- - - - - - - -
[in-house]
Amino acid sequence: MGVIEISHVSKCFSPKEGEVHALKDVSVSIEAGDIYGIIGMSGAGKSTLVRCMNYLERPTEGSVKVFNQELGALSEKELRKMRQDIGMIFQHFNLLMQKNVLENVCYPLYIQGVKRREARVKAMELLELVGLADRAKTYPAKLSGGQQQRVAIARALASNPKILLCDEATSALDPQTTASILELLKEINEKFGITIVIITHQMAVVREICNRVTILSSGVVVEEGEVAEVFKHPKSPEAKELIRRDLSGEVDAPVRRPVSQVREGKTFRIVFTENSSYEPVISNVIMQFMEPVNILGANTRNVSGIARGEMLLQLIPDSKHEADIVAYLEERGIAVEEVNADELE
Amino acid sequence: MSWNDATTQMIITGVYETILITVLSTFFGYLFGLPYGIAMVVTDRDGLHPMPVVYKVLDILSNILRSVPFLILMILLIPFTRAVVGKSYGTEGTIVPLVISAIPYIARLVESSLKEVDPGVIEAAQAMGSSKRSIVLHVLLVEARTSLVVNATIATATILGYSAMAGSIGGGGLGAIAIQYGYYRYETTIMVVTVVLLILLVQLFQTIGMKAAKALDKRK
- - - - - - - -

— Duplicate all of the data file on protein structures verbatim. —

[in-house]
Amino acid sequence: MGVIEISHVSKCFSPKEGEVHALKDVSVSIEAGDIYGIIGMSGAGKSTLVRCMNYLERPTEGSVKVFNQELGALSEKELRKMRQDIGMIFQHFNLLMQKNVLENVCYPLYIQGVKRREARVKAMELLELVGLADRAKTYPAKLSGGQQQRVAIARALASNPKILLCDEATSALDPQTTASILELLKEINEKFGITIVIITHQMAVVREICNRVTILSSGVVVEEGEVAEVFKHPKSPEAKELIRRDLSGEVDAPVRRPVSQVREGKTFRIVFTENSSYEPVISNVIMQFMEPVNILGANTRNVSGIARGEMLLQLIPDSKHEADIVAYLEERGIAVEEVNADELE
Amino acid sequence: MSWNDATTQMIITGVYETILITVLSTFFGYLFGLPYGIAMVVTDRDGLHPMPVVYKVLDILSNILRSVPFLILMILLIPFTRAVVGKSYGTEGTIVPLVISAIPYIARLVESSLKEVDPGVIEAAQAMGSSKRSIVLHVLLVEARTSLVVNATIATATILGYSAMAGSIGGGGLGAIAIQYGYYRYETTIMVVTVVLLILLVQLFQTIGMKAAKALDKRK